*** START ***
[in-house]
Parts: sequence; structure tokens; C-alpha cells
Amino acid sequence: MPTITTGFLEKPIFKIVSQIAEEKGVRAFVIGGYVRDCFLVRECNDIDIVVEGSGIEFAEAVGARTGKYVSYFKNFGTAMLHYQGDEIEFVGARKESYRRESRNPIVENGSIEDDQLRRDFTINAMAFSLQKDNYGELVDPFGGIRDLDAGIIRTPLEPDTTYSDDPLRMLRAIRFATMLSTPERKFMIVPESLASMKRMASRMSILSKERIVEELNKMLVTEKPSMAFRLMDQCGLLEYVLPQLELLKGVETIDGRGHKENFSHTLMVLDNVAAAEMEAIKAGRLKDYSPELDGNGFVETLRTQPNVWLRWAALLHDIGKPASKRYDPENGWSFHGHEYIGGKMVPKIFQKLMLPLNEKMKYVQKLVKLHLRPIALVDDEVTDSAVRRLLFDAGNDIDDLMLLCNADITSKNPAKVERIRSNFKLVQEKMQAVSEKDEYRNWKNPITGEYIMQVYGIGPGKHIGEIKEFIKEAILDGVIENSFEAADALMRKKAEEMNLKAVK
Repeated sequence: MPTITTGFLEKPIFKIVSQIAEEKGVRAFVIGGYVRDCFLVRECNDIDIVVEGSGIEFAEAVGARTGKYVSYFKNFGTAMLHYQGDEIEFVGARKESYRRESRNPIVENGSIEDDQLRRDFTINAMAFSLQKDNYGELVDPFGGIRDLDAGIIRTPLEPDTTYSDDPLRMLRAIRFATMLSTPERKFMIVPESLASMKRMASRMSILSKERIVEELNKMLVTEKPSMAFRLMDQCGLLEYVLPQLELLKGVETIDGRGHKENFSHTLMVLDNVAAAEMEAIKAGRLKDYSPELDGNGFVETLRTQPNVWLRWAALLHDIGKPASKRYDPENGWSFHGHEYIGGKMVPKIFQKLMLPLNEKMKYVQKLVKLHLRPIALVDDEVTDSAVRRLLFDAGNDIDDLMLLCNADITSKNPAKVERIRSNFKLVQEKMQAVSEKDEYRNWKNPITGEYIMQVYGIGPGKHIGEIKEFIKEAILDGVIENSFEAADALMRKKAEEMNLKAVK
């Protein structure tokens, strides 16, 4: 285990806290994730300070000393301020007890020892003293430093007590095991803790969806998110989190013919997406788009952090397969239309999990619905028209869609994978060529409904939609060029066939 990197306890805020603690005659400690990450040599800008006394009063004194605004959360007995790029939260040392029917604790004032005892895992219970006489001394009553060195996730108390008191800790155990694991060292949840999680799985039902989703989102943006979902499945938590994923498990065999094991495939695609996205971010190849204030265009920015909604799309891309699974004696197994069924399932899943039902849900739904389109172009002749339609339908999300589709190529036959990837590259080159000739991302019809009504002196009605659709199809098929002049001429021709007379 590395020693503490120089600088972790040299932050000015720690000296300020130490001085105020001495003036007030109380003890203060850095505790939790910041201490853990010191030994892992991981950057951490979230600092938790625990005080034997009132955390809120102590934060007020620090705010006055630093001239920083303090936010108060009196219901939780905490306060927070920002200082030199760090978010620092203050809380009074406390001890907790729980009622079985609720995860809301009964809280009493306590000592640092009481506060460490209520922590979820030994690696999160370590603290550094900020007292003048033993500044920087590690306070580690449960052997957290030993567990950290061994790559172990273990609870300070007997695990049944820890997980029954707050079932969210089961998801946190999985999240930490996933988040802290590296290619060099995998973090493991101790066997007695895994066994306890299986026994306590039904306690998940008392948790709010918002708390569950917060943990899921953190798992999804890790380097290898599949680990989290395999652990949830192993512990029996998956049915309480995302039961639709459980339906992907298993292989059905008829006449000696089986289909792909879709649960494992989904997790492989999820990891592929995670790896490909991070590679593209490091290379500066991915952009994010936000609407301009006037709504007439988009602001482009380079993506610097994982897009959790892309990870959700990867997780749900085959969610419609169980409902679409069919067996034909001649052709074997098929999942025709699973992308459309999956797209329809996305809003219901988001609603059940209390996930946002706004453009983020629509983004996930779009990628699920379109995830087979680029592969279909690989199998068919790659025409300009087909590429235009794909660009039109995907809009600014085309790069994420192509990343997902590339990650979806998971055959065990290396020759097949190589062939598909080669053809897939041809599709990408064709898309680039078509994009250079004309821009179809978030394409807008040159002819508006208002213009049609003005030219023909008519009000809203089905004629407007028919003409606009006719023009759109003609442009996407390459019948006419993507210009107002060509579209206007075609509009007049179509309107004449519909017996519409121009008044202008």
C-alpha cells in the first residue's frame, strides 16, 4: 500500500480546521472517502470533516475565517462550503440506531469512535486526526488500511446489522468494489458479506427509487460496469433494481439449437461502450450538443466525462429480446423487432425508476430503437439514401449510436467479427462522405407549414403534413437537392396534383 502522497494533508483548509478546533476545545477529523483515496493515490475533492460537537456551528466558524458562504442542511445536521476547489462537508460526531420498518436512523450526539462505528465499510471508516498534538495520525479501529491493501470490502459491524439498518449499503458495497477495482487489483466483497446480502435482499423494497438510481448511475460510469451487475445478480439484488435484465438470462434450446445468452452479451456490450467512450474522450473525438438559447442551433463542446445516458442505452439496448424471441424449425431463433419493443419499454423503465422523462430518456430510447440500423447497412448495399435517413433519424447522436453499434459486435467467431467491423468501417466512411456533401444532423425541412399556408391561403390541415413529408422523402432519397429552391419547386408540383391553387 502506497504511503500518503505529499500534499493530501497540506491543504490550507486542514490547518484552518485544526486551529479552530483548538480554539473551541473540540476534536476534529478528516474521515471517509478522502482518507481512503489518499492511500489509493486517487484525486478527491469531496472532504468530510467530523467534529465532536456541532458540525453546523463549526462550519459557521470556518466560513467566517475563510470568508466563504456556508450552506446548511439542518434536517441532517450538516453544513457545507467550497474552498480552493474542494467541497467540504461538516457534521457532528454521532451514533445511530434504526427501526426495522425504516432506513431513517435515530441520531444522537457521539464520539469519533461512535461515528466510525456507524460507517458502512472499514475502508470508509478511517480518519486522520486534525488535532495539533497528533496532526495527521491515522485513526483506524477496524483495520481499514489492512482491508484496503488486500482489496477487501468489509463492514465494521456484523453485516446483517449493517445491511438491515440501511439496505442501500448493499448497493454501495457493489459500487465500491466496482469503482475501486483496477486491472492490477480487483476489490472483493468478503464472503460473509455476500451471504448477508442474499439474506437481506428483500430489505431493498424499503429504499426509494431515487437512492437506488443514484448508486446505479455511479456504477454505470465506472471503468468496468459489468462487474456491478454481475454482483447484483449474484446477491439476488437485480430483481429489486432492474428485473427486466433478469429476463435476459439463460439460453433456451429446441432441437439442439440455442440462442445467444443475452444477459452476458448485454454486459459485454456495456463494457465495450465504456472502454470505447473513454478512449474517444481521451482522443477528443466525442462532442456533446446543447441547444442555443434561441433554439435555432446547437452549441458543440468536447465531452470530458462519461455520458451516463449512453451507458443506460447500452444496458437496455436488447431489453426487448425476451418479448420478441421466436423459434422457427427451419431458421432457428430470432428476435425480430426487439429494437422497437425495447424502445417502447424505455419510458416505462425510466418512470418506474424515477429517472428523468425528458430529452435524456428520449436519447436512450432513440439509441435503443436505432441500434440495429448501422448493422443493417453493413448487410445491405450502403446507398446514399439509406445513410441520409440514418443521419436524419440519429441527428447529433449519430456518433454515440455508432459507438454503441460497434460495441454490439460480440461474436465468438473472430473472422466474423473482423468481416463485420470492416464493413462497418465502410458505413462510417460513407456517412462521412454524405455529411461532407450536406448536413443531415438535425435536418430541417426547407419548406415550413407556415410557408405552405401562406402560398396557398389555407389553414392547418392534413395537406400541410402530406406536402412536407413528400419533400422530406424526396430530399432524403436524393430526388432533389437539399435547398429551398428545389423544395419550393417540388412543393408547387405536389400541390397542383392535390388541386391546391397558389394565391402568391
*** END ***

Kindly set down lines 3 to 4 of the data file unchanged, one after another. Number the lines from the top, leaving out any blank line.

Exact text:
Amino acid sequence: MPTITTGFLEKPIFKIVSQIAEEKGVRAFVIGGYVRDCFLVRECNDIDIVVEGSGIEFAEAVGARTGKYVSYFKNFGTAMLHYQGDEIEFVGARKESYRRESRNPIVENGSIEDDQLRRDFTINAMAFSLQKDNYGELVDPFGGIRDLDAGIIRTPLEPDTTYSDDPLRMLRAIRFATMLSTPERKFMIVPESLASMKRMASRMSILSKERIVEELNKMLVTEKPSMAFRLMDQCGLLEYVLPQLELLKGVETIDGRGHKENFSHTLMVLDNVAAAEMEAIKAGRLKDYSPELDGNGFVETLRTQPNVWLRWAALLHDIGKPASKRYDPENGWSFHGHEYIGGKMVPKIFQKLMLPLNEKMKYVQKLVKLHLRPIALVDDEVTDSAVRRLLFDAGNDIDDLMLLCNADITSKNPAKVERIRSNFKLVQEKMQAVSEKDEYRNWKNPITGEYIMQVYGIGPGKHIGEIKEFIKEAILDGVIENSFEAADALMRKKAEEMNLKAVK
Repeated sequence: MPTITTGFLEKPIFKIVSQIAEEKGVRAFVIGGYVRDCFLVRECNDIDIVVEGSGIEFAEAVGARTGKYVSYFKNFGTAMLHYQGDEIEFVGARKESYRRESRNPIVENGSIEDDQLRRDFTINAMAFSLQKDNYGELVDPFGGIRDLDAGIIRTPLEPDTTYSDDPLRMLRAIRFATMLSTPERKFMIVPESLASMKRMASRMSILSKERIVEELNKMLVTEKPSMAFRLMDQCGLLEYVLPQLELLKGVETIDGRGHKENFSHTLMVLDNVAAAEMEAIKAGRLKDYSPELDGNGFVETLRTQPNVWLRWAALLHDIGKPASKRYDPENGWSFHGHEYIGGKMVPKIFQKLMLPLNEKMKYVQKLVKLHLRPIALVDDEVTDSAVRRLLFDAGNDIDDLMLLCNADITSKNPAKVERIRSNFKLVQEKMQAVSEKDEYRNWKNPITGEYIMQVYGIGPGKHIGEIKEFIKEAILDGVIENSFEAADALMRKKAEEMNLKAVK